How To Recover From a Knee Injury

Compared to the shoulder the knee is a seemingly simpler hinge joint that permits articulation between the femur (thigh bone) and tibia (shin bone) and between the femur and the patella (kneecap). That however doesn’t mean there is anything simple about it. The fact that it is one of the most frequently injured joints speaks volumes of the loads it takes and the complexity of the work required to rehabilitate it when injury occurs.

Like most joints the knee will suffer either from sprains or from wear and tear. Sprains usually affect the ligaments and wear and tear affects the cartilage that cushions the points of contact between the bones in the joint. There is one other type of knee injury that can occur which is serious and usually requires medical intervention so we will get to it last.

If a sprain happens you will be able to identify it because the knee will hurt during specific exercises. The usual treatment is to apply ice on the injured part the moment the pain is experienced and then, after the knee has been rested, to begin local manipulation by massaging the tendons affected, gently. At that stage it also helps to keep the knee joint warm by bandaging it loosely. A raised temperature helps improve the blood flow and speed up the healing process.

Knee rehabilitation after that requires gentle extensions and retractions of the knee while lying on your back to take the pressure off it and help increase flexibility and then knee strengthening exercises. Strong knees require strong muscles. There are four specific muscle groups that help stabilize the knee joint.

They are:

  • Quads
  • Hamstrings
  • Calves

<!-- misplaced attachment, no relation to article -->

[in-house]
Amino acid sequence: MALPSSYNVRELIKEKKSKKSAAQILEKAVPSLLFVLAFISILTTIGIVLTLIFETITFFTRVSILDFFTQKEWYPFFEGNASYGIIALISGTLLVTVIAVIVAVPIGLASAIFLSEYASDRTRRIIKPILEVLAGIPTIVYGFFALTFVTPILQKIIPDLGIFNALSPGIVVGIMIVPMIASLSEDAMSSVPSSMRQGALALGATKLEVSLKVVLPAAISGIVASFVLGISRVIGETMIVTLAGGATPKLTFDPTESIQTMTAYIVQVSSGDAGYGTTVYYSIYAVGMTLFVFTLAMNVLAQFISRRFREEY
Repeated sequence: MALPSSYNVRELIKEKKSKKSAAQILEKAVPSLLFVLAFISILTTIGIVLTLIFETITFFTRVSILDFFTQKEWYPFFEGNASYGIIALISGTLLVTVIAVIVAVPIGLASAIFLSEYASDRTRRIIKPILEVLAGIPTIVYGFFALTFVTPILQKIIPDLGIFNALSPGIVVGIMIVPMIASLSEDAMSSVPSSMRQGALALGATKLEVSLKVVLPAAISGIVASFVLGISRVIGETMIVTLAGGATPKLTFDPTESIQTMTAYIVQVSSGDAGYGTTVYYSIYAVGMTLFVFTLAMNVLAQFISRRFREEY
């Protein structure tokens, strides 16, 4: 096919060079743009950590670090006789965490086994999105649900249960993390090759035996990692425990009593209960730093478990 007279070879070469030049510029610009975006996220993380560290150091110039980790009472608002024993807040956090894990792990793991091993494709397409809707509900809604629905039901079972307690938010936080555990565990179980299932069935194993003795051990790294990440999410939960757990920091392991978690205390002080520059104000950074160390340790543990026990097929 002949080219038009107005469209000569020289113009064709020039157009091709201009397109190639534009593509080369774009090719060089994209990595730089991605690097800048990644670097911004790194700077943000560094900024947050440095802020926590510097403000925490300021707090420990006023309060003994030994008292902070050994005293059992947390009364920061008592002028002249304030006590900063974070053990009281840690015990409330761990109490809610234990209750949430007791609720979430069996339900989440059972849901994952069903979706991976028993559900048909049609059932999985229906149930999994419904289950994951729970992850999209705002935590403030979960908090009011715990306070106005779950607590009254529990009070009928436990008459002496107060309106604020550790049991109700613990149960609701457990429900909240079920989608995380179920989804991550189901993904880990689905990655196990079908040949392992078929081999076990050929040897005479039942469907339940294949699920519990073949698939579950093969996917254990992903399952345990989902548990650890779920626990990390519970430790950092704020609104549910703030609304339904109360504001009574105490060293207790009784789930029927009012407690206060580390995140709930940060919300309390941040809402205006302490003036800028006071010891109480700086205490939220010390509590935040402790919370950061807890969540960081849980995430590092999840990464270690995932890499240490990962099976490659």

• Hip Stabilizers (pelvic muscles)

Knee Joint Strengthening Exercises

If the muscles that support the knee joint are naturally strong then there is a lot less pressure being applied on it by dynamic movements and even wear and tear is reduced. The exercises below help strengthen the relative muscle groups and, in addition, also work the tendons and ligaments of the knee helping to keep them supple. This maintains the knee’s range of motion.

Rehabilitating the knee requires constant work on all these muscle groups on an ever-increasing rep count. It may be necessary to also increase the frequency of the workout.

Workouts for the Knees

    

ACL or PCL injury

Within the knee joint itself there are two sets of ligaments called the Anterior Cruciate Ligament (ACL) and the Posterior Cruciate Ligament (PCL) which can rupture. The injury is a relatively common one, especially in contact sports like soccer, ice-hockey and football. These ligaments require knee surgery to repair so there is no exercise you can do to help them heal. Studies have shown however that strong muscles around the knee joint help with the post-surgery recovery process and then protect the knee joint from being injured again.

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